Patients treated with a tissue repair drug were twice as likely to have a diabetic foot ulcer heal within 8 weeks compared to patients who took a placebo, according to results published in The Journal of Clinical Endocrinology & Metabolism.
According to the study abstract, researchers randomly assigned 216 patients with diabetes who had hard-to-heal ulcers to receive either placebo or the tissue repair drug polydeoxyribonucleotide (PDRN) 3 days a week for 8 weeks given by an intramuscular and perilseional route. Primary outcome measures included complete ulcer healing, and secondary outcome measures included days to complete wound closure and the re-epithelialization of wound surface.
The researchers found that 18.9% of the placebo group and 37.7% of patients in the PDRN group achieved complete wound healing after 2 months. PDRN increased the closure of foot ulcers in diabetic subjects after 8 weeks, according to the study. Researchers found placebo group had a longer median time to complete wound healing compared to PDRN-treated patients (49 days vs. 30 days). The median epithelialized area of ulcers was smaller in the placebo group compared with the PDRN group (49.3% vs. and 82.2%).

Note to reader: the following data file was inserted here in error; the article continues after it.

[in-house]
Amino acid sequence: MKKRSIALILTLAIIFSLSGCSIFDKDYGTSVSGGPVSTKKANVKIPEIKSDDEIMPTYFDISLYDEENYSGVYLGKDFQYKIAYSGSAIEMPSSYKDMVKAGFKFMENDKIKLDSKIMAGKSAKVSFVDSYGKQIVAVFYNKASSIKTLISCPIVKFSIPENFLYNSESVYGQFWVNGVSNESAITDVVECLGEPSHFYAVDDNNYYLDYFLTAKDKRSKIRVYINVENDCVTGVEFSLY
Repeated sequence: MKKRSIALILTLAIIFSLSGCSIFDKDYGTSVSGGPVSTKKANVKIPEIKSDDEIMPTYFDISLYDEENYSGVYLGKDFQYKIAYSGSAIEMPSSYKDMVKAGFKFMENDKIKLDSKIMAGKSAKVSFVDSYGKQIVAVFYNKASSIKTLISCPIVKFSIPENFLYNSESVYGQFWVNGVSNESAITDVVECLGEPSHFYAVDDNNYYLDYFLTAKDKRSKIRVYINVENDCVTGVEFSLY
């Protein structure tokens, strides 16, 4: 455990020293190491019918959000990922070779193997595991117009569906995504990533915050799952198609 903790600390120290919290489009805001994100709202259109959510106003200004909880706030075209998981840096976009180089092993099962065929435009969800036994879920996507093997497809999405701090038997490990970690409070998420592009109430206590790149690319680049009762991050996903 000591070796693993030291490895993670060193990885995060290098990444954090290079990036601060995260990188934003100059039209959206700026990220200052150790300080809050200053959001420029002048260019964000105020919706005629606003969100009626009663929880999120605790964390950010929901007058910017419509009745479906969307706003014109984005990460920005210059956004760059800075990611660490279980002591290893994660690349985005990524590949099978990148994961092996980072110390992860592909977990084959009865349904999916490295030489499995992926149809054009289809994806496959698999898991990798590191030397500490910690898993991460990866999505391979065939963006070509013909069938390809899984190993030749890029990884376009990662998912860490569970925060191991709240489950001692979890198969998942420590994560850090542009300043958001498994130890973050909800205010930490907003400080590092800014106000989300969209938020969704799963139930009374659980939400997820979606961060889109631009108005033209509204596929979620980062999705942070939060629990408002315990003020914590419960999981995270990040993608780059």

“Foot ulcers are a dangerous and expensive complication for people with diabetes, and current treatments such as hyperbaric oxygen therapy are costly and can have side effects. Our study showed for the first time that a pharmacological approach can improve wound healing in people with diabetes,” Francesco Squadrito, MD, of the University of Messina in Gazzi Messina, Italy, stated in press release from The Endocrine Society. “This approach could revolutionize the treatment of diabetic foot ulcers — a main cause of hospital admissions in the developed world. An estimated 382 million people worldwide have diabetes, and it is crucial to find effective treatment options for hard-to-heal ulcers and other complications facing millions of patients.”
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Disclosure: The researchers have no relevant financial disclosures.